Medicare Coverage for Erectile Dysfunction (ED)

Medicare prescription drug plans don’t cover Viagra, Cialis or other medications used to treat erectile dysfunction. Injections and penis pumps aren’t covered either. Penile implant surgery is partially covered by Medicare for those who qualify.

Does Medicare Cover Erectile Dysfunction Treatment?

Medicare doesn’t typically cover erectile dysfunction oral medications or injections.

However, penile implant surgery is partially covered by Medicare for those who qualify.

Diagnosing erectile dysfunction, or ED, typically requires you to answer a few questions and undergo a physical exam from your doctor.

Medicare covers many of the tests used to diagnosis ED, including:
  • Blood tests
  • Urine tests
  • Ultrasound
  • Psychological exams (such as a depression screening test)

Besides penile implant surgery, therapy from a mental health professional is generally the only other treatment covered by Medicare for erectile dysfunction.

Your out-of-pocket Medicare costs to treat erectile dysfunction may be high, since prescription drugs to treat the condition aren’t covered.

ED Drugs Covered Under Medicare

Oral medications are often the first line of treatment for erectile dysfunction.

Unfortunately, Medicare generally does not cover brand-name prescription drugs used to treat erectile dysfunction, such as Viagra and Cialis.

Since 2006, Congress has banned Medicare Part D coverage of medications for erectile dysfunction.

In addition, most private Medicare Advantage plans with prescription drug coverage don’t cover oral or injectable ED medications.

These medications can be expensive without insurance. Drugs.com estimates that just two 100 milligram Viagra pills cost about $164.

However, generic versions of these drugs are now on the market for a fraction of the price.

It’s nearly always more affordable to purchase generic erectile dysfunction medications — such as sildenafil citrate, tadalafil and vardenafil — without insurance than to buy Viagra or Cialis.

For example, the average cash pharmacy price for sildenafil, the generic version of Viagra, costs about $197 for a 30-day supply, according to GoodRx.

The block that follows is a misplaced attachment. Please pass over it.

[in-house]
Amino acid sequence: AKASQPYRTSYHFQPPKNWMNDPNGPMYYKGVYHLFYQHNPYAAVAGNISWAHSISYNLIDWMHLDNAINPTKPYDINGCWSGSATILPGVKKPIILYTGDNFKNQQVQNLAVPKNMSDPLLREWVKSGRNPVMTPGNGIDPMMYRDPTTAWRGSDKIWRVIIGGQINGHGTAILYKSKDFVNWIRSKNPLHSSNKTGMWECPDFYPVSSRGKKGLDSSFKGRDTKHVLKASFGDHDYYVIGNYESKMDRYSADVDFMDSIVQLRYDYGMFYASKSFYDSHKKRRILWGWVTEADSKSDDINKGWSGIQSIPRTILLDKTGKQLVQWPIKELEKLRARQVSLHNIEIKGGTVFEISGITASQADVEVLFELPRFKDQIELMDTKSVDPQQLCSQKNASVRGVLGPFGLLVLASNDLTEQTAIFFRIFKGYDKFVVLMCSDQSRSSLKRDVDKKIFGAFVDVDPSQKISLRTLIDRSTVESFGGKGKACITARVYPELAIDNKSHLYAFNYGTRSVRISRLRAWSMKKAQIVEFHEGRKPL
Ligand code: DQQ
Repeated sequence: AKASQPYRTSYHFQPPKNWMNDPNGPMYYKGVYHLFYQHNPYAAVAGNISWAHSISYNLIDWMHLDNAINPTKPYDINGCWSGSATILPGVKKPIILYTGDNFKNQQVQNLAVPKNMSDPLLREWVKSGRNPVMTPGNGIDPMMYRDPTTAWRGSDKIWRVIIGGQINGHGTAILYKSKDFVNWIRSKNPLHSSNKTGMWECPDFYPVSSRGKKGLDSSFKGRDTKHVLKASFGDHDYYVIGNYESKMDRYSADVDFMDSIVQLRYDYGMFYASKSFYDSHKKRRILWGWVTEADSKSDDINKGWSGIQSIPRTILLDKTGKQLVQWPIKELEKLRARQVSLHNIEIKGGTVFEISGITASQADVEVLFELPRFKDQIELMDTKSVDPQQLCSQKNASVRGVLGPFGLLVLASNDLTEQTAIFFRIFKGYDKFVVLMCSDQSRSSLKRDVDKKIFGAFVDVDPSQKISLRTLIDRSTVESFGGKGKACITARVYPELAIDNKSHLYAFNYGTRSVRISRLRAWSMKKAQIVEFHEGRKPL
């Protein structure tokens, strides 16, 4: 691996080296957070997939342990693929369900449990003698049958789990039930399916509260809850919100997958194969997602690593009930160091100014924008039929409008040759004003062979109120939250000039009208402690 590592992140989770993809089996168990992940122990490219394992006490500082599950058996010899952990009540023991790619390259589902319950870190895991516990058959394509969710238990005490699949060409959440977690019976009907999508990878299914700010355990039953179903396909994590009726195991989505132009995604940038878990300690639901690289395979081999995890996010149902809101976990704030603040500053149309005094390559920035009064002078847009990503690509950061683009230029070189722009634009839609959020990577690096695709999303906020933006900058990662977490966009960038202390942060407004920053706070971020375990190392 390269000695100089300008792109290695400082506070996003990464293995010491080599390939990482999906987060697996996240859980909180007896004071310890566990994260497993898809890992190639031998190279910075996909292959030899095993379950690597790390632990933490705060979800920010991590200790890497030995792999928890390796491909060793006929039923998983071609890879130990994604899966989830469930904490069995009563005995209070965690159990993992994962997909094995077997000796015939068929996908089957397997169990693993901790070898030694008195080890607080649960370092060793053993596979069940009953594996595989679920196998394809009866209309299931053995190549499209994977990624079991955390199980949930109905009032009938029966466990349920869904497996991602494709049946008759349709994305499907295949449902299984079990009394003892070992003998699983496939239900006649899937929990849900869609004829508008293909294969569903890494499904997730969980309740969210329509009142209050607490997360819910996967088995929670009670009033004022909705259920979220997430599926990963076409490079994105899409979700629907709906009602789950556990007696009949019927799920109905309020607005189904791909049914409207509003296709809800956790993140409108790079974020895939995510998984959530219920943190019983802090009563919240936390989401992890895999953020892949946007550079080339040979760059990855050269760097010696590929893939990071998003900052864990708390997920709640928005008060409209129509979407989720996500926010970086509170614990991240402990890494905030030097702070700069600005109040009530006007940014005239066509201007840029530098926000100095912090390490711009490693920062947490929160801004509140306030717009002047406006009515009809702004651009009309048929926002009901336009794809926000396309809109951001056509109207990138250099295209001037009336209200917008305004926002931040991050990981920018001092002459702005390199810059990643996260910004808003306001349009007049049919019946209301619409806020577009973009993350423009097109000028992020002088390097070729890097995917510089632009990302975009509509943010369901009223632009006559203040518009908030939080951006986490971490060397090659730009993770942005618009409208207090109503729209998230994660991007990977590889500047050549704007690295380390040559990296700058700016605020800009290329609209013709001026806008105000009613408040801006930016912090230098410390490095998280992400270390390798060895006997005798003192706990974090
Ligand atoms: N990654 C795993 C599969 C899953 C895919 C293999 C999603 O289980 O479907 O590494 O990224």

Prescription coupons from GoodRx and similar companies can substantially reduce your out-of-pocket cost to as little as $12 to $25 a month.

Ways to Save on Erectile Dysfunction Medication
Buying the generic version
Generic versions of Viagra and Cialis have been around since 2017. Filling a prescription for sildenafil or similar drugs will be cheaper than buying their brand-name counterparts.
Comparison shopping
Pharmacy prices vary, so the same drug may be cheaper at a different store. Certain web-based tools and apps allow you to easily compare prices.
Pill splitting
Sometimes getting pills at a higher dose and cutting them in half can be cheaper per dose.
Taking advantage of manufacturer discounts or free samples
You might be able to get a limited supply of medications from the manufacturer. You can ask your doctor if he or she has any free samples or free trials of ED medications.

Note that Medicare may cover sildenafil and another branded drug called Revatio when the drugs are used to treat pulmonary arterial hypertension, a serious high blood pressure condition in the lungs.

However, Medicare won’t cover these same drugs if prescribed for erectile dysfunction.

Free Medicare Help
Connect with a Medicare expert to find the health care plan that works best for your situation and budget.

ED Pumps Covered by Medicare

In 2015, CMS discontinued coverage for male vacuum erection systems and related accessories.

According to legislation at the time, vacuum erection devices — more commonly known as penis pumps — were excluded from Medicare coverage “in the same manner that erectile dysfunction drugs are treated in Part D.”

Medicare Advantage plans must comply with such federal decisions, so private Medicare plans likely won’t cover erectile pumps either.